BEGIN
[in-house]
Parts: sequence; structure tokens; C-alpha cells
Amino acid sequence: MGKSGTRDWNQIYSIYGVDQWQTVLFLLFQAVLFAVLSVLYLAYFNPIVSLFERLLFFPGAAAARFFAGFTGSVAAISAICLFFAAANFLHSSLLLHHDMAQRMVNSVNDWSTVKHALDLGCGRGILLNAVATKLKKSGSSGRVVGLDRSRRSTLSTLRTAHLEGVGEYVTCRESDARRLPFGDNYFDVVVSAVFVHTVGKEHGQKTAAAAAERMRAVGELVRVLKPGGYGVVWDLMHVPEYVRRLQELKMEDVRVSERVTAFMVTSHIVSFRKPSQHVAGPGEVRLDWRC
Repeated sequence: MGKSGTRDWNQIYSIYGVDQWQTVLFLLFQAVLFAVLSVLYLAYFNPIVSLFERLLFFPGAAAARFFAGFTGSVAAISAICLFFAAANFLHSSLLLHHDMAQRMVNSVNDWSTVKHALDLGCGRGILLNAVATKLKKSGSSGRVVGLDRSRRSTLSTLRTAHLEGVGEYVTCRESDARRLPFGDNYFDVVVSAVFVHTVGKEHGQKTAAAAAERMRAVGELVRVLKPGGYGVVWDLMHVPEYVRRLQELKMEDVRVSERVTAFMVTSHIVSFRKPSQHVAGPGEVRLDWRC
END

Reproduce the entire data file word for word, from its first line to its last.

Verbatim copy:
[in-house]
Parts: sequence; structure tokens; C-alpha cells
Amino acid sequence: MGKSGTRDWNQIYSIYGVDQWQTVLFLLFQAVLFAVLSVLYLAYFNPIVSLFERLLFFPGAAAARFFAGFTGSVAAISAICLFFAAANFLHSSLLLHHDMAQRMVNSVNDWSTVKHALDLGCGRGILLNAVATKLKKSGSSGRVVGLDRSRRSTLSTLRTAHLEGVGEYVTCRESDARRLPFGDNYFDVVVSAVFVHTVGKEHGQKTAAAAAERMRAVGELVRVLKPGGYGVVWDLMHVPEYVRRLQELKMEDVRVSERVTAFMVTSHIVSFRKPSQHVAGPGEVRLDWRC
Repeated sequence: MGKSGTRDWNQIYSIYGVDQWQTVLFLLFQAVLFAVLSVLYLAYFNPIVSLFERLLFFPGAAAARFFAGFTGSVAAISAICLFFAAANFLHSSLLLHHDMAQRMVNSVNDWSTVKHALDLGCGRGILLNAVATKLKKSGSSGRVVGLDRSRRSTLSTLRTAHLEGVGEYVTCRESDARRLPFGDNYFDVVVSAVFVHTVGKEHGQKTAAAAAERMRAVGELVRVLKPGGYGVVWDLMHVPEYVRRLQELKMEDVRVSERVTAFMVTSHIVSFRKPSQHVAGPGEVRLDWRC